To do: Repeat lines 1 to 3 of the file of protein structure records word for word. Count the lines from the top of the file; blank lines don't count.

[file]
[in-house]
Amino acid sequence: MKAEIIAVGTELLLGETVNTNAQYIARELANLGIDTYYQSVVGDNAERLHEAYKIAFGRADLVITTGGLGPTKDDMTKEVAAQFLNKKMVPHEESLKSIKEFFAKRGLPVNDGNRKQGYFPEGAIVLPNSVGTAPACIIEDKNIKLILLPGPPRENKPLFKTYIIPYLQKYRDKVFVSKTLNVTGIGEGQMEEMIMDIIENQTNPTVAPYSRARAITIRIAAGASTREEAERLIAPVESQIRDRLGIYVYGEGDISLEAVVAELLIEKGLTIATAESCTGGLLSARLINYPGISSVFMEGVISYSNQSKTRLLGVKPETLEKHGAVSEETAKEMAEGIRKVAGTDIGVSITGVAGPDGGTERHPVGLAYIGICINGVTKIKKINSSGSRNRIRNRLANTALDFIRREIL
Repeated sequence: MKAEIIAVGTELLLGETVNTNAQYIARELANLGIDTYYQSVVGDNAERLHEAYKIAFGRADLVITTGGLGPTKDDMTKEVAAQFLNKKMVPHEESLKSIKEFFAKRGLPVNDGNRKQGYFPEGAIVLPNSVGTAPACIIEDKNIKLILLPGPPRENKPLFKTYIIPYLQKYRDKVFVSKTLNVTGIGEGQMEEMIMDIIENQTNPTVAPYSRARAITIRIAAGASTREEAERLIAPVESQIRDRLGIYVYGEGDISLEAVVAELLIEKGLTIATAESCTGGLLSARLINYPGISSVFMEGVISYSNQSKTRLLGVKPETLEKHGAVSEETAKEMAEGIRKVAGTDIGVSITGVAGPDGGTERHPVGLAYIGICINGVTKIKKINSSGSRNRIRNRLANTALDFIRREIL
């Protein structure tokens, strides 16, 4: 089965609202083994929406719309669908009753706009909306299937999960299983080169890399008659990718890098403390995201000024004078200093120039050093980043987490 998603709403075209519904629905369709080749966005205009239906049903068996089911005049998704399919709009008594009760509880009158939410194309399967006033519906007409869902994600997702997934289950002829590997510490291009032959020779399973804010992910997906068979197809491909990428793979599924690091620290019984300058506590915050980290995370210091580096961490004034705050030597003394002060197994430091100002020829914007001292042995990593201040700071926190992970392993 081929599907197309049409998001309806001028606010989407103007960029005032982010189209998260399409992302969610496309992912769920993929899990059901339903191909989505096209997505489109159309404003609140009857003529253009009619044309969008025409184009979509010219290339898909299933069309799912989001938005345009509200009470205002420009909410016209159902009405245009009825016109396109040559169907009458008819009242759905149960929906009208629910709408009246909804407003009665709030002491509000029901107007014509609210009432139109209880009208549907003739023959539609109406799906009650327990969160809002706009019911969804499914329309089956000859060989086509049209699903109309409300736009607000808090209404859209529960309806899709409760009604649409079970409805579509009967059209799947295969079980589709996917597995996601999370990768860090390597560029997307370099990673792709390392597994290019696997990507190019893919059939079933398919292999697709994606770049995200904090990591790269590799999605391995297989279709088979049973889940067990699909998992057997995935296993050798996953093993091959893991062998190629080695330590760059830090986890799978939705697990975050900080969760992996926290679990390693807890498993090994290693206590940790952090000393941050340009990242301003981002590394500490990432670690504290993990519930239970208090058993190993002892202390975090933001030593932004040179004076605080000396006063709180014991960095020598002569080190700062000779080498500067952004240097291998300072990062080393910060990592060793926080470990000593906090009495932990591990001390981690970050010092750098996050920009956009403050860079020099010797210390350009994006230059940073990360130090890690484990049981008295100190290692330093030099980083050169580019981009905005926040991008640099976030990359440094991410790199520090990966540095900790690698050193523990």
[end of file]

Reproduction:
[in-house]
Amino acid sequence: MKAEIIAVGTELLLGETVNTNAQYIARELANLGIDTYYQSVVGDNAERLHEAYKIAFGRADLVITTGGLGPTKDDMTKEVAAQFLNKKMVPHEESLKSIKEFFAKRGLPVNDGNRKQGYFPEGAIVLPNSVGTAPACIIEDKNIKLILLPGPPRENKPLFKTYIIPYLQKYRDKVFVSKTLNVTGIGEGQMEEMIMDIIENQTNPTVAPYSRARAITIRIAAGASTREEAERLIAPVESQIRDRLGIYVYGEGDISLEAVVAELLIEKGLTIATAESCTGGLLSARLINYPGISSVFMEGVISYSNQSKTRLLGVKPETLEKHGAVSEETAKEMAEGIRKVAGTDIGVSITGVAGPDGGTERHPVGLAYIGICINGVTKIKKINSSGSRNRIRNRLANTALDFIRREIL
Repeated sequence: MKAEIIAVGTELLLGETVNTNAQYIARELANLGIDTYYQSVVGDNAERLHEAYKIAFGRADLVITTGGLGPTKDDMTKEVAAQFLNKKMVPHEESLKSIKEFFAKRGLPVNDGNRKQGYFPEGAIVLPNSVGTAPACIIEDKNIKLILLPGPPRENKPLFKTYIIPYLQKYRDKVFVSKTLNVTGIGEGQMEEMIMDIIENQTNPTVAPYSRARAITIRIAAGASTREEAERLIAPVESQIRDRLGIYVYGEGDISLEAVVAELLIEKGLTIATAESCTGGLLSARLINYPGISSVFMEGVISYSNQSKTRLLGVKPETLEKHGAVSEETAKEMAEGIRKVAGTDIGVSITGVAGPDGGTERHPVGLAYIGICINGVTKIKKINSSGSRNRIRNRLANTALDFIRREIL